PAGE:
Judge chancellors by results, and Geoffrey Howe was one of the best

If we judge our chancellors by the shape they leave the economy in – as we should – then Geoffrey Howe was among the best.


Geoffrey Howe: left the eocnomy in much better shape than he found it

I interviewed David Smith, economics editor of the Sunday Times last week. I have written up the best bits of our talk in the magazine (out on Friday). One bit that didn't make into the mag was that about Smith's all-time favourite chancellors.

He has a soft spot for Alistair Darling (who did a good job at an awful time, despite having a rubbish relationship with his PM). But top of his list was Geoffrey Howe who also came in at a very difficult time and had a tricky PM to deal with.

The Tories took over in 1979 and were almost immediately dealing with the second oil shock and with super-high inflation. But into that, Howe did "something quite extraordinary", says Smith. He announced an austerity budget in 1981.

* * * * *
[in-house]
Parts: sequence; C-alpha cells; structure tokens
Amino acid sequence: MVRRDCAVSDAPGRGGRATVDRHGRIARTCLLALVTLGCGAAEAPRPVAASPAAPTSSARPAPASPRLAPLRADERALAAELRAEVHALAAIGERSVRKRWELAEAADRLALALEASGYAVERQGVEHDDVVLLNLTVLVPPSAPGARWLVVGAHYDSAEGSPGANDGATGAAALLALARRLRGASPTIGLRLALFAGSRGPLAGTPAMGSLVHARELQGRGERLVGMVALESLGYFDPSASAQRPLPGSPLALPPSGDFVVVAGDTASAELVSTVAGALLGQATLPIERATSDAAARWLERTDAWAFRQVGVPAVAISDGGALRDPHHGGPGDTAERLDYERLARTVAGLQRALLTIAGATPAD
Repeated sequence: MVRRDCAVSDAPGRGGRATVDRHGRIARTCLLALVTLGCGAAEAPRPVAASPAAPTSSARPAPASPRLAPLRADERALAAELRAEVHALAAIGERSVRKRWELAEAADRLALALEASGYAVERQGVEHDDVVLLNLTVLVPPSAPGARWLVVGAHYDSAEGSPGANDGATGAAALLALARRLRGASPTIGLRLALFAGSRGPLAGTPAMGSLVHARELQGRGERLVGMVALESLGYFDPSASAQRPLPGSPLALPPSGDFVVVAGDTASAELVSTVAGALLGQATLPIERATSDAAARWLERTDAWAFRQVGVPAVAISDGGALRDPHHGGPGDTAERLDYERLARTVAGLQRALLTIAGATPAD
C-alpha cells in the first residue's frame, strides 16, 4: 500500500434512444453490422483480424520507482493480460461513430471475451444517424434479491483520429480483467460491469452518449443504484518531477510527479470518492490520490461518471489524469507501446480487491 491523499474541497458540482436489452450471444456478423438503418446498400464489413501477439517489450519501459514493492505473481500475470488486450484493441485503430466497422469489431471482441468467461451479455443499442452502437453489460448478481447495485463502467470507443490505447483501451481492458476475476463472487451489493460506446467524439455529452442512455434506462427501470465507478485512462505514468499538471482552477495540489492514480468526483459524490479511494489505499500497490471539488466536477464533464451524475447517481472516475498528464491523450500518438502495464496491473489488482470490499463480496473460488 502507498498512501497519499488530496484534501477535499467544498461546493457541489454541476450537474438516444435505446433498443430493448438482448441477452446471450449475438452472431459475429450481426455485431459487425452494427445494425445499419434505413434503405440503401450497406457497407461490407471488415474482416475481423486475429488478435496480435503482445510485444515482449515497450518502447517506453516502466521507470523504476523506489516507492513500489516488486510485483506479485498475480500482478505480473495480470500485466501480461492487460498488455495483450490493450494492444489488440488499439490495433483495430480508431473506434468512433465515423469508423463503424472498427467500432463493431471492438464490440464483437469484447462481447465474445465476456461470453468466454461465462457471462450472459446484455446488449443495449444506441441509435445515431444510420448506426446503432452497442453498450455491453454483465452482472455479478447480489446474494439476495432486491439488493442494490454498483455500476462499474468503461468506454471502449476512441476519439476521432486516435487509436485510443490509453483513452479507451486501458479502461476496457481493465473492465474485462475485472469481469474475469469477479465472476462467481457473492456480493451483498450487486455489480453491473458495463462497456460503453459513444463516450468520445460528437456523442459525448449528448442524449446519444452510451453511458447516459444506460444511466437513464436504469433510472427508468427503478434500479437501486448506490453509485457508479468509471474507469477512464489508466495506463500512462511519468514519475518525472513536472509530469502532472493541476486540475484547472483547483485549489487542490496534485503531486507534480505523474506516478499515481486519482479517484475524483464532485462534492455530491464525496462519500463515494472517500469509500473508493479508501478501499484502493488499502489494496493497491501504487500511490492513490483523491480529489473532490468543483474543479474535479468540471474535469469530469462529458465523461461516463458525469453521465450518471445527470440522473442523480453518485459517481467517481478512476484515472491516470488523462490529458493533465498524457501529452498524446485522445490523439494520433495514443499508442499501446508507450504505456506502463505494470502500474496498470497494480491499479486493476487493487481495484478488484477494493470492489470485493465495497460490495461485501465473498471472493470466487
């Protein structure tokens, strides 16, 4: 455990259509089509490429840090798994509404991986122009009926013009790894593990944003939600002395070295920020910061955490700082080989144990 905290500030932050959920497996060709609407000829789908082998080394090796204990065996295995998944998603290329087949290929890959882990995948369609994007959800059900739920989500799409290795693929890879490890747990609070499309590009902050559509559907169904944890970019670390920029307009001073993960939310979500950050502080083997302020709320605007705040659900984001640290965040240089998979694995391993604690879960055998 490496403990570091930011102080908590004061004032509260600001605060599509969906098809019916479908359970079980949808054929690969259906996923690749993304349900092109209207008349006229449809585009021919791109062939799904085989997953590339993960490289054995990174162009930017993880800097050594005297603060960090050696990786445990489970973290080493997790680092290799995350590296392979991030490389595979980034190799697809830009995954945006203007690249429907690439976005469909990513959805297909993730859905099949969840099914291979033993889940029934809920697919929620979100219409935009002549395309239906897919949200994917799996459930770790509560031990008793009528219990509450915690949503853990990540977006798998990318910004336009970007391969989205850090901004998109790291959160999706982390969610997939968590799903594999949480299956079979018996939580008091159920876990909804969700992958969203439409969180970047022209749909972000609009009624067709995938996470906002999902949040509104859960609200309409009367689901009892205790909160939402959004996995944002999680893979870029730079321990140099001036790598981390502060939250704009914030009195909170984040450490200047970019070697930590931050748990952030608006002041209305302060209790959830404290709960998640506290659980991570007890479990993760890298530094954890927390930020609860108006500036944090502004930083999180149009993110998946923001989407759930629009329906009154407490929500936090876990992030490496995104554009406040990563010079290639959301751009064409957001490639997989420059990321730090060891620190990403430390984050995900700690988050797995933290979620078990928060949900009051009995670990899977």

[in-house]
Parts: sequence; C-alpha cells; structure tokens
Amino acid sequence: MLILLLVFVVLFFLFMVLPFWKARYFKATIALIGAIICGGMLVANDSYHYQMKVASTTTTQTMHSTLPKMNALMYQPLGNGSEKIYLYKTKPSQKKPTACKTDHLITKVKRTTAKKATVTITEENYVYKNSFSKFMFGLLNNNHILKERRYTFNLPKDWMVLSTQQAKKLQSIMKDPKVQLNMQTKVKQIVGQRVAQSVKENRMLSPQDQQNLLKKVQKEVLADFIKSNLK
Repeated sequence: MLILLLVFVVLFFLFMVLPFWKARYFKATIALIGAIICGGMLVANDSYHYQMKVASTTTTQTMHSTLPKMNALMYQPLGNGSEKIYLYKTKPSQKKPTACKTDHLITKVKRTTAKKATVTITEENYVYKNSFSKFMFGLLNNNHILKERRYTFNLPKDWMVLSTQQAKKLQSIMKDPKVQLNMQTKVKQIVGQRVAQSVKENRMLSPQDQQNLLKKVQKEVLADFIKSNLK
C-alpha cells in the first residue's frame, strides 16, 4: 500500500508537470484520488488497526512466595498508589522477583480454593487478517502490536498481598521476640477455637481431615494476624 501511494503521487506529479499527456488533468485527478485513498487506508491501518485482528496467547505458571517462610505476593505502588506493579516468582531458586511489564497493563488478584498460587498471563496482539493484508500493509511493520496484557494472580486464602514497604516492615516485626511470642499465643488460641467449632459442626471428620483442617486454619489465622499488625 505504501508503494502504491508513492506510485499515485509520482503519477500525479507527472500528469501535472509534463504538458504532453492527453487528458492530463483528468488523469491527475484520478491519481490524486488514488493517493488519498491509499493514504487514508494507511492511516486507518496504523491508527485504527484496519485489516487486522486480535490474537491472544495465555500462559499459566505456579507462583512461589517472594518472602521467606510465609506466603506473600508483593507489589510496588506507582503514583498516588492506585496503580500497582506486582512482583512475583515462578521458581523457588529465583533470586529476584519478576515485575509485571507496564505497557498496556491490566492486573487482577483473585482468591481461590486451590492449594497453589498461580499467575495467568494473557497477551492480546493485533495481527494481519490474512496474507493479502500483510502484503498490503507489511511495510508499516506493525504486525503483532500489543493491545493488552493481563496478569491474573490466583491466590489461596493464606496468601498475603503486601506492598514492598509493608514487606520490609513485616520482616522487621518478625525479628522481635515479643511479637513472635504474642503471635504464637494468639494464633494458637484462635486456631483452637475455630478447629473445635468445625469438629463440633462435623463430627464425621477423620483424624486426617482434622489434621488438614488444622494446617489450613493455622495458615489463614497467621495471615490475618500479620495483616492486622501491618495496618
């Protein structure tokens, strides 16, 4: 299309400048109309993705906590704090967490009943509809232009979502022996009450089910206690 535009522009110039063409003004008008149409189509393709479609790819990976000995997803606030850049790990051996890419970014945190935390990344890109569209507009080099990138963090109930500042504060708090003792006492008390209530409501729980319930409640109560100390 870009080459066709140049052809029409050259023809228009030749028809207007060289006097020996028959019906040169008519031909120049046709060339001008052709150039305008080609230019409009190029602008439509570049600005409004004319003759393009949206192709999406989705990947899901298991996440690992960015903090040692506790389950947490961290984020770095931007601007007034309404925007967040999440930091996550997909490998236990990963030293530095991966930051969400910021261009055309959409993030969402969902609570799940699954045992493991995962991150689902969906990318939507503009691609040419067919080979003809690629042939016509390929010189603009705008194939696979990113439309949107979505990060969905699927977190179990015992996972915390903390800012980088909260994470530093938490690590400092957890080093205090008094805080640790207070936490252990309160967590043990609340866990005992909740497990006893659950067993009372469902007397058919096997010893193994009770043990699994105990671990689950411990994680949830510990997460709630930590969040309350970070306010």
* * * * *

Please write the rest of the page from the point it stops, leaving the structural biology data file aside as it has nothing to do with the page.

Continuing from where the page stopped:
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It instantly provoked a letter from 364 economists saying that it was a lousy idea that it would deepen the recession and kill the economy. So pushing ahead with it was very bold indeed as were some of his other policies such as abolishing exchange controls in 1979 (something many thought would lead to instant currency collapse) and cutting the top and basic rates of tax hugely. It worked, says Smith.

Chancellors should be judged by "not just things they have to deal with, but what shape they leave the economy in... and there is no doubt that Howe left it in a much better shape."

The full interview will be out on video at the end of the week.

Merryn Somerset Webb

Merryn Somerset Webb started her career in Tokyo at public broadcaster NHK before becoming a Japanese equity broker at what was then Warburgs. She went on to work at SBC and UBS without moving from her desk in Kamiyacho (it was the age of mergers).

After five years in Japan she returned to work in the UK at Paribas. This soon became BNP Paribas. Again, no desk move was required. On leaving the City, Merryn helped The Week magazine with its City pages before becoming the launch editor of MoneyWeek in 2000 and taking on columns first in the Sunday Times and then in 2009 in the Financial Times

Twenty years on, MoneyWeek is the best-selling financial magazine in the UK. Merryn was its Editor in Chief until 2022. She is now a senior columnist at Bloomberg and host of the Merryn Talks Money podcast -  but still writes for Moneyweek monthly. 

Merryn is also is a non executive director of two investment trusts – BlackRock Throgmorton, and the Murray Income Investment Trust.